Building Design

Smartgeometry Event Pushes Limits of Architectural Design

15 May, 2013 By: Nancy Spurling Johnson

Professionals and students alike collaborate using advanced computational software and conventional tools.

Other clusters included the following:

  • PAD (Probabilistic Architectural Design) addressed the coupling probability theory with parametric architectural and urban design. It explored the range of probable structure heights and road networks within the development, analyzing and simulating the nearby network of London roads and associated building heights to understand the relationships between building heights and the road connectivity and capacity. It looked at a range of respective building heights to optimize a given design based on sun exposure required for each building with the goal of minimizing surface temperature of the building and maximizing the volume while remaining within the constraints of what the road network can support.
  • Computer Vision and Freeform Construction explored the use of augmented reality to facilitate precise physical construction of digital models for complex-shape, thin-vault structures using various materials and video sensors. It used video cameras and computer-vision techniques to facilitate the fabrication and construction of two different thin-vault structures using foam glass and Catalonian bricks. Each structure is self-supporting, even during construction.

Master mason Carlos Martin Jimenez of Spain played a key role in the Computer Vision and Freeform Construction cluster, which married augmented reality technology with old-world craftsmanship.

  • Projections of Reality strived to create a working prototype of a physical urban model augmented with real-time analysis. It explored ways to capture real-world models and create digital models of them through scanning equipment including point cloud devices and Microsoft Kinect sensors. It analyzed various characteristics of the digital model to project analytical data back onto the physical structure — for example, developing the digital model, analyzing factors such as the impact of solar radiation, and viewing this data overlaid onto the live image of the physical structure, creating a hybrid physical and analytical view of the structure.
  • Transformational Strategies' goal was to investigate strategies with integrated analysis and multi-objective optimization software, such as GenerativeComponents, to explore the apparent dilemma of optimization for an uncertain future. It challenged how we conceive of transforming an existing city into one that is sustainable and environmentally resilient.
  • Thermal Reticulations explored ways to measure the gap between the prediction of performance and the measurement of reality for facade design. Advanced methods and technologies were used to harness empirical data and examine various ways in which designers can simulate entropy within thermodynamic systems, using simulation aimed both at building efficiency and heat flow. It studied the difference between the simulated thermal performance of digital models compared to the real-world thermal performance of actual constructed physical models through the use of Arduino chips and temperature sensors. Models were manufactured with built-in sensors and exposed to heat lamps using infrared cameras and Arduinos to evaluate the temperature of various parts of the physical model.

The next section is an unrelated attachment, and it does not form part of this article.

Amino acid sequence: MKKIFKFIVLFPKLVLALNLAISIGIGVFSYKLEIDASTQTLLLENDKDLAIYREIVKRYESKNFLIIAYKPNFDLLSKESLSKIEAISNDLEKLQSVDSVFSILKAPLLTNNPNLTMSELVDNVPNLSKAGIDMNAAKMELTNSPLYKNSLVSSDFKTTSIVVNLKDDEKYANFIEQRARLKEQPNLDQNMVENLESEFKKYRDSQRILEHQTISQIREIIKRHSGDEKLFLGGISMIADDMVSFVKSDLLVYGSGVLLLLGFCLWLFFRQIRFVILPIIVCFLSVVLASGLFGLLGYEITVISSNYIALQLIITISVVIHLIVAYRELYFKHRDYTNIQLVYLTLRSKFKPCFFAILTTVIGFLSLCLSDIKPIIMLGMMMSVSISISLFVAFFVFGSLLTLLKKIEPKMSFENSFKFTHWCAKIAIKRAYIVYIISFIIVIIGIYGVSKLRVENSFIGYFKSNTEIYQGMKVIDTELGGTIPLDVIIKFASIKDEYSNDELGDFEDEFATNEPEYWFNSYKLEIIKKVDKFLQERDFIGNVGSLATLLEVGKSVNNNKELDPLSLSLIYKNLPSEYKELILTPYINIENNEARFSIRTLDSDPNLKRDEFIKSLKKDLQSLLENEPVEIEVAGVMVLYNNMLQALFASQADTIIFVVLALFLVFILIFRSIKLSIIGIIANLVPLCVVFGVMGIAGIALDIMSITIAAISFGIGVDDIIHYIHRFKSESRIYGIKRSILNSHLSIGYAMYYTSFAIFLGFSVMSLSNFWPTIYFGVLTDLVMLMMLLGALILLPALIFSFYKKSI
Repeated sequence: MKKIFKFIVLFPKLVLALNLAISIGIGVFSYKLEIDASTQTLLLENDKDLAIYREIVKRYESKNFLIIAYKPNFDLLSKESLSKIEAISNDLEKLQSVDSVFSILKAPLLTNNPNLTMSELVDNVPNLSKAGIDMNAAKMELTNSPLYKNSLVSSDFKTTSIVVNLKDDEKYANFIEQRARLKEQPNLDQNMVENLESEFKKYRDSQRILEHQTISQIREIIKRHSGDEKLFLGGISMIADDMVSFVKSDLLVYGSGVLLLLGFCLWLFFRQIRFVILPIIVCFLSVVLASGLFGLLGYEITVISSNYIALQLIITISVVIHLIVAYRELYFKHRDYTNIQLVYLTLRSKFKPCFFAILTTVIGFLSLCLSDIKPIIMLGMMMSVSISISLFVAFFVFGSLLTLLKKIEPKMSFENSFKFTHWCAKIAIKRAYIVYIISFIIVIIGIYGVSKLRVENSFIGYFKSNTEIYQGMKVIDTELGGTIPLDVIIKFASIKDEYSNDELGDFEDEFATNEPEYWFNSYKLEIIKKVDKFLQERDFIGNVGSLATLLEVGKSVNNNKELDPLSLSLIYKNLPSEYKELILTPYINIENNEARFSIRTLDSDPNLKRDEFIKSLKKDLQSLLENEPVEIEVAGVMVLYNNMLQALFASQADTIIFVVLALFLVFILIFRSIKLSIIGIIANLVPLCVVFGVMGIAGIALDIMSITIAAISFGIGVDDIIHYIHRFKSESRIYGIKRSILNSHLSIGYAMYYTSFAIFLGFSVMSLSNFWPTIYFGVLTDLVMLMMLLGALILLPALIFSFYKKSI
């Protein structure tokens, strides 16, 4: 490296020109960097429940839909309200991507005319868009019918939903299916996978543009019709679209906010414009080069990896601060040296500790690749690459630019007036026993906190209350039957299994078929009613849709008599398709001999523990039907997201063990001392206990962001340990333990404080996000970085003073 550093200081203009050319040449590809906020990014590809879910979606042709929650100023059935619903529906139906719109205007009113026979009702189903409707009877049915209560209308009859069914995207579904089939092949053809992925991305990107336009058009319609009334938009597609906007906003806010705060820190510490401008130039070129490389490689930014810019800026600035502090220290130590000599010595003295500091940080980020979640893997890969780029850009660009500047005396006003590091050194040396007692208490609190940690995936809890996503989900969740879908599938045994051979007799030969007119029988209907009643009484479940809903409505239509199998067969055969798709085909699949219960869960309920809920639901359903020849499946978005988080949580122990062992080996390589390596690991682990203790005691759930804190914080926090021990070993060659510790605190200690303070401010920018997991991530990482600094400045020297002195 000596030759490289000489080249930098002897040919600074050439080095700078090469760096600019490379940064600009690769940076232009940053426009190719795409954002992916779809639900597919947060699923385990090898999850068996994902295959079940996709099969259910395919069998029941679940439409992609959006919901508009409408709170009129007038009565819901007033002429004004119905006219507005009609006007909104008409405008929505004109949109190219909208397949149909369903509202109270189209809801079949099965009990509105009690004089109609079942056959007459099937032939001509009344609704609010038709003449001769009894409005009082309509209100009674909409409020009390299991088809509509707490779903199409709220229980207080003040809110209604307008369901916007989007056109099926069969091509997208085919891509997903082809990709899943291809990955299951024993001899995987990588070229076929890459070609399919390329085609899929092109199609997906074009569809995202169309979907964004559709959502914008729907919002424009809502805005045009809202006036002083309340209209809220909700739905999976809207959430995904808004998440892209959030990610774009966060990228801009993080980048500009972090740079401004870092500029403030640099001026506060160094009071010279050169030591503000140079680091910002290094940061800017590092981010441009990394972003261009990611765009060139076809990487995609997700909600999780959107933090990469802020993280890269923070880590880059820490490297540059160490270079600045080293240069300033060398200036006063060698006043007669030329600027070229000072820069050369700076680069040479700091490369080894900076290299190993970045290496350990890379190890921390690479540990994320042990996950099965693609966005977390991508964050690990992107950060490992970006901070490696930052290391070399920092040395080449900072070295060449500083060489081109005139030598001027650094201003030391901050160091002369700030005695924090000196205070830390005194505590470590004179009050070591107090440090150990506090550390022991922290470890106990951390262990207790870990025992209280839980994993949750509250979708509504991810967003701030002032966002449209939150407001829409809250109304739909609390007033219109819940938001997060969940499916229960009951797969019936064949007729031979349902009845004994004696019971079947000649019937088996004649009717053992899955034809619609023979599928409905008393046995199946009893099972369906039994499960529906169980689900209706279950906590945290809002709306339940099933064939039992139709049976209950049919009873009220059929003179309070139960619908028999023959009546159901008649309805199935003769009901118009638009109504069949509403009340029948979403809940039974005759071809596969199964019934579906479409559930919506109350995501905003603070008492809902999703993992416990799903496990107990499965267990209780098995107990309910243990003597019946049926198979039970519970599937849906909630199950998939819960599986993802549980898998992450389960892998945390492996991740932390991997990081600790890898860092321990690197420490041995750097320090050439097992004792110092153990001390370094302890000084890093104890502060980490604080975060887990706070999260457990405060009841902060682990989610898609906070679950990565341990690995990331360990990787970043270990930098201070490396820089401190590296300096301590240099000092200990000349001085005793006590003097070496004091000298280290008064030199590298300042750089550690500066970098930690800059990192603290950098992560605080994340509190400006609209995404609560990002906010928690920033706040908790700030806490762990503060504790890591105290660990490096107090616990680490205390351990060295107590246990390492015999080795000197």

Real-World Applications

Conceptual exploration pursued in the clusters at Smartgeometry are ground-breaking, but would mean little if findings couldn't be applied in the real world. During Smartgeometry 2013, Bentley Systems hosted a press conference in which presenters shared projects that have applied discoveries that originated at Smartgeometry events over the years.

John Ball and Paul Rogers, of the London firm Robin Partington Architects, described the challenges of a firm designing diverse projects with four generations of employees, all of whom have different areas of design tool expertise. How do we control quality of design, and how do we employ technology to help produce these things a lot quicker? Rogers asked. How does the workflow proceed with the older generation sketching and the younger generation using CAD [and other related technologies]?

"While we will concentrate heavily on technology today, because that's why we're here," Rogers continued, "it's not the only thing we use. We have to use the appropriate tool at the appropriate time. So we use yellow trace, we still use the phone, we still go through the modeling process. And the tech that we use … again, is using the right tools at the right time." Project team leaders should resist the pull to use only the tools they know and instead should tap the various skills of team members, he said.

The firm's Park House project, for example, "we're calling a combined workflow," Ball said. "It's the first time for us to see the evolution of parametric modeling and how we use it." Because of the shape that was generated by its contextual components, he said, designers generated the curve based on their 3D modeling expertise at the time and an understanding of the geometry. Is building this type of curve more expensive? "If you understand the technology, it shouldn't be."

Park House, London. When one curved wall of glass meets a differently curved wall of glass, "you can't illustrate that in 2D," said architect Paul Rogers.

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About the Author: Nancy Spurling Johnson

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